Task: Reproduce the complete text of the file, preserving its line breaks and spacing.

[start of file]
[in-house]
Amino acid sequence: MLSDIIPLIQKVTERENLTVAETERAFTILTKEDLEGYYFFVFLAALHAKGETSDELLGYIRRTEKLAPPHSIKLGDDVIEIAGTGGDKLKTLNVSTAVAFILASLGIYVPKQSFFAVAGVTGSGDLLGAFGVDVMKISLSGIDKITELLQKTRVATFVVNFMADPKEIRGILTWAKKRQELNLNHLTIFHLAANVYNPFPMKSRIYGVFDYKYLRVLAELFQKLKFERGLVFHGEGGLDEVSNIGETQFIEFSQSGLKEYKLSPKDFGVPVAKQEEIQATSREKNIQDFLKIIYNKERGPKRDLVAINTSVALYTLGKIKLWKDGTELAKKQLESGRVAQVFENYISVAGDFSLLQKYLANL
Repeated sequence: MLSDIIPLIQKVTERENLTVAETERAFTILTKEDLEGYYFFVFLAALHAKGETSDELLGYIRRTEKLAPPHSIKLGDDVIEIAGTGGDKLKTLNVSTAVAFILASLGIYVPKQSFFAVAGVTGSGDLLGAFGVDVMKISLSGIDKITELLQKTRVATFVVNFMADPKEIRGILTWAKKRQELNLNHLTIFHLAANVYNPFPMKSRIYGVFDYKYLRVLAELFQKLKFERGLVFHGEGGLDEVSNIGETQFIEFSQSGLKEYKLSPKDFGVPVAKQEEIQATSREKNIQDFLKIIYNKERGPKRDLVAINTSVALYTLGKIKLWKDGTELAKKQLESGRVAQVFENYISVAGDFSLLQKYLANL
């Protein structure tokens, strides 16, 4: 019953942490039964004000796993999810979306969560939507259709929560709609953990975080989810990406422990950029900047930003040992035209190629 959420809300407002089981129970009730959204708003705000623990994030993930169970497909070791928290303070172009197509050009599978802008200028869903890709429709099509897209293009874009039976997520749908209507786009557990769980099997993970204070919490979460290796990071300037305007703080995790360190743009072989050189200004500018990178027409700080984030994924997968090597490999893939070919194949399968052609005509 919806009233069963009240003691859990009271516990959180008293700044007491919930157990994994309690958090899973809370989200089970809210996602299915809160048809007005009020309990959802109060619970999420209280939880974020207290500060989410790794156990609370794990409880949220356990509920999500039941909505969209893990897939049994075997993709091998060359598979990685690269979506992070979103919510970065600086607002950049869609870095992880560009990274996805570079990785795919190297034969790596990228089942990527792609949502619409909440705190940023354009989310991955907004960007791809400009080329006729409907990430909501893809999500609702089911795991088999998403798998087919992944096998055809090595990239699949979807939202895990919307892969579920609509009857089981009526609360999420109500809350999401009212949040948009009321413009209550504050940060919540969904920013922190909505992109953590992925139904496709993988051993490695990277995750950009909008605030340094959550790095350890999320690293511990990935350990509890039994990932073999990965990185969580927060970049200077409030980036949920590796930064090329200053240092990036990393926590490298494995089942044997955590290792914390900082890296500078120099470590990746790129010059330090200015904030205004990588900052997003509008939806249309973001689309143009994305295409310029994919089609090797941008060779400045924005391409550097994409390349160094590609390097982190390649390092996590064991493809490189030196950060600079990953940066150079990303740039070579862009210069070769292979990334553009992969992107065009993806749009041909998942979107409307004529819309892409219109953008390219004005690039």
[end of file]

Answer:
[in-house]
Amino acid sequence: MLSDIIPLIQKVTERENLTVAETERAFTILTKEDLEGYYFFVFLAALHAKGETSDELLGYIRRTEKLAPPHSIKLGDDVIEIAGTGGDKLKTLNVSTAVAFILASLGIYVPKQSFFAVAGVTGSGDLLGAFGVDVMKISLSGIDKITELLQKTRVATFVVNFMADPKEIRGILTWAKKRQELNLNHLTIFHLAANVYNPFPMKSRIYGVFDYKYLRVLAELFQKLKFERGLVFHGEGGLDEVSNIGETQFIEFSQSGLKEYKLSPKDFGVPVAKQEEIQATSREKNIQDFLKIIYNKERGPKRDLVAINTSVALYTLGKIKLWKDGTELAKKQLESGRVAQVFENYISVAGDFSLLQKYLANL
Repeated sequence: MLSDIIPLIQKVTERENLTVAETERAFTILTKEDLEGYYFFVFLAALHAKGETSDELLGYIRRTEKLAPPHSIKLGDDVIEIAGTGGDKLKTLNVSTAVAFILASLGIYVPKQSFFAVAGVTGSGDLLGAFGVDVMKISLSGIDKITELLQKTRVATFVVNFMADPKEIRGILTWAKKRQELNLNHLTIFHLAANVYNPFPMKSRIYGVFDYKYLRVLAELFQKLKFERGLVFHGEGGLDEVSNIGETQFIEFSQSGLKEYKLSPKDFGVPVAKQEEIQATSREKNIQDFLKIIYNKERGPKRDLVAINTSVALYTLGKIKLWKDGTELAKKQLESGRVAQVFENYISVAGDFSLLQKYLANL
């Protein structure tokens, strides 16, 4: 019953942490039964004000796993999810979306969560939507259709929560709609953990975080989810990406422990950029900047930003040992035209190629 959420809300407002089981129970009730959204708003705000623990994030993930169970497909070791928290303070172009197509050009599978802008200028869903890709429709099509897209293009874009039976997520749908209507786009557990769980099997993970204070919490979460290796990071300037305007703080995790360190743009072989050189200004500018990178027409700080984030994924997968090597490999893939070919194949399968052609005509 919806009233069963009240003691859990009271516990959180008293700044007491919930157990994994309690958090899973809370989200089970809210996602299915809160048809007005009020309990959802109060619970999420209280939880974020207290500060989410790794156990609370794990409880949220356990509920999500039941909505969209893990897939049994075997993709091998060359598979990685690269979506992070979103919510970065600086607002950049869609870095992880560009990274996805570079990785795919190297034969790596990228089942990527792609949502619409909440705190940023354009989310991955907004960007791809400009080329006729409907990430909501893809999500609702089911795991088999998403798998087919992944096998055809090595990239699949979807939202895990919307892969579920609509009857089981009526609360999420109500809350999401009212949040948009009321413009209550504050940060919540969904920013922190909505992109953590992925139904496709993988051993490695990277995750950009909008605030340094959550790095350890999320690293511990990935350990509890039994990932073999990965990185969580927060970049200077409030980036949920590796930064090329200053240092990036990393926590490298494995089942044997955590290792914390900082890296500078120099470590990746790129010059330090200015904030205004990588900052997003509008939806249309973001689309143009994305295409310029994919089609090797941008060779400045924005391409550097994409390349160094590609390097982190390649390092996590064991493809490189030196950060600079990953940066150079990303740039070579862009210069070769292979990334553009992969992107065009993806749009041909998942979107409307004529819309892409219109953008390219004005690039």